Specialty schools under fireThe question of whether to maintain or abolish foreign language high schools has again become the center of the education debate.
Foreign language high schools shouted out in agony during former President Roh Moo-hyun’s administration, which favored moves that diluted their stature.
Now, lawmakers from the Grand National Party - which during Roh’s reign spoke out in favor of these institutions - are putting pressure on foreign language high schools once again.
There is the distinct possibility that entrance examinations for these schools could be revised, possibly by abolishing the English-listening comprehension section of the tests, for example.
That would allow students from poorer families to enroll, as they wouldn’t need to already have a deep knowledge of the language. That is acceptable, but abolishing these schools is not.
The administration is pressuring foreign language high schools as part of its plan to reduce private education costs. It figures that these schools are the principal offenders when it comes to the high prices families are paying to educate their children outside of the regular public education system. However, this is a short-sighted evaluation of the situation, and the government has picked the wrong culprit. The solution to these skyrocketing costs can be found by looking at the education system in general, including the state of public education and the university entrance system. Getting rid of foreign language high schools would be a big mistake, one in which good intentions would almost certainly lead to dire results. This strategy could fail to reduce private education costs, and it would deprive Koreans of the option of sending their children to an elite institution.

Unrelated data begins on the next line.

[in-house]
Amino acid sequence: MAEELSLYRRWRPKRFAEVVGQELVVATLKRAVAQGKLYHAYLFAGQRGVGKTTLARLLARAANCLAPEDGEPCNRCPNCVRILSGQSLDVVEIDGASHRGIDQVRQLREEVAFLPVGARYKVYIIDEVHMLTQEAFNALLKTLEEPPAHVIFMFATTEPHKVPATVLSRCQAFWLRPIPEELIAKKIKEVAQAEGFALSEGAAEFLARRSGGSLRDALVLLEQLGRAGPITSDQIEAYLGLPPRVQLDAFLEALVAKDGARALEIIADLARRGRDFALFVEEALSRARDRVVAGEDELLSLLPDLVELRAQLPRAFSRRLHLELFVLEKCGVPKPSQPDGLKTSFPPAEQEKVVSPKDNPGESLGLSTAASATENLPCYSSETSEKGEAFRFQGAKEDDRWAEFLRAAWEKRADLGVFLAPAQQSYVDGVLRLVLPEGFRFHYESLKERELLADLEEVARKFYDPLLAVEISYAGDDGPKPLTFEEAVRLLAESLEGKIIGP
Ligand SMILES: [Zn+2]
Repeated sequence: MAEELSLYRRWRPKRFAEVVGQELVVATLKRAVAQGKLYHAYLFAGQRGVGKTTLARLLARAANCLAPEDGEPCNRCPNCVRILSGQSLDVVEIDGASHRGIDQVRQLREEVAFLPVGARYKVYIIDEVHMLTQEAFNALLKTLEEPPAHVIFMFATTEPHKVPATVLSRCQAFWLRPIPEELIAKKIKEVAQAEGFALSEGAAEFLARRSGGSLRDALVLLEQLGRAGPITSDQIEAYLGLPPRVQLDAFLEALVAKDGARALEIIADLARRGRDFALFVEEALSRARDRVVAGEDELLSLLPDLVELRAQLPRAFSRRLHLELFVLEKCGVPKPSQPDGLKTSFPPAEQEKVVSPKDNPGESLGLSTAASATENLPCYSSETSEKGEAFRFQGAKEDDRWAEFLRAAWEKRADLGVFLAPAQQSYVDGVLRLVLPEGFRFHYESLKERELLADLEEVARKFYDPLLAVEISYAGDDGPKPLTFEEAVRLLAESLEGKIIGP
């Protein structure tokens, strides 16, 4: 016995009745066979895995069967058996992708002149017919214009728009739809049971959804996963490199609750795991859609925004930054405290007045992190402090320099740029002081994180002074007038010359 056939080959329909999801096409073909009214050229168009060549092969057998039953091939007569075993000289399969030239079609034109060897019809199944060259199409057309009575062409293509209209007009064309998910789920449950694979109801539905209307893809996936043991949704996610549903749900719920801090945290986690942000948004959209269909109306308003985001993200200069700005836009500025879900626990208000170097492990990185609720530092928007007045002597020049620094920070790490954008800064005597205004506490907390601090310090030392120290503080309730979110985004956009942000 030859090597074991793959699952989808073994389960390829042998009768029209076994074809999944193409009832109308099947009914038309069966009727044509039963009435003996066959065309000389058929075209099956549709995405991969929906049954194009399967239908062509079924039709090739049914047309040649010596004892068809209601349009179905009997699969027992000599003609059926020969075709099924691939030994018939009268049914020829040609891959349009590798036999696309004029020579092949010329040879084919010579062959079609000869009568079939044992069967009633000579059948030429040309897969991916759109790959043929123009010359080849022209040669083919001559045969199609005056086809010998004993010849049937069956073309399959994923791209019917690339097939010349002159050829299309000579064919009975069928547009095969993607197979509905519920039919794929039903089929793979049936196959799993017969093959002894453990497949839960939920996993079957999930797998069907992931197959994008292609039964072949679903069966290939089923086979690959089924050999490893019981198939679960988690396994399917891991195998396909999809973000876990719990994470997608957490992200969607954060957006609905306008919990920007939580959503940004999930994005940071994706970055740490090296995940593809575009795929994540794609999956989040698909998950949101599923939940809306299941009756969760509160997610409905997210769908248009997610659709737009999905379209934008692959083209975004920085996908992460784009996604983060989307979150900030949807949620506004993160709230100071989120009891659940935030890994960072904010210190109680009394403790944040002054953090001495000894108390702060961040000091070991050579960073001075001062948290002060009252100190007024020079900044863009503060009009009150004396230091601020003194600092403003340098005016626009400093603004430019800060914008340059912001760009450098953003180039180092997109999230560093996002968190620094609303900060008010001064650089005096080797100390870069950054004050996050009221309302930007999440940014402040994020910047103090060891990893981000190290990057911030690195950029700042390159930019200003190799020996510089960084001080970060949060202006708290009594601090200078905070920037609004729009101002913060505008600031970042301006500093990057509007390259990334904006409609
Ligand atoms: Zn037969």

It is best to approach this problem from the perspective of strengthening educational competitiveness. Foreign language high schools can in fact help in this area. It would be a national tragedy if the government enacts policies that essentially force foreign language high schools to shut down.
Of course, there are some problems related to these schools, which have become quite expensive.
But the government should help strengthen them so that they can produce competitive students to capitalize on the resources of this age and vie for jobs with workers from other countries.
We should also use this opportunity to look back at the initial purpose of these schools: to produce students gifted in different languages. It is worth considering efforts to diversify the types of schools for elite education - perhaps creating more focus in, say, social sciences or global leadership - as another solution. The cardinal point of educational competitiveness is to increase the number of good schools. The idea of getting rid of foreign language high schools is a move toward downward equalization, which the GNP heavily criticized before.
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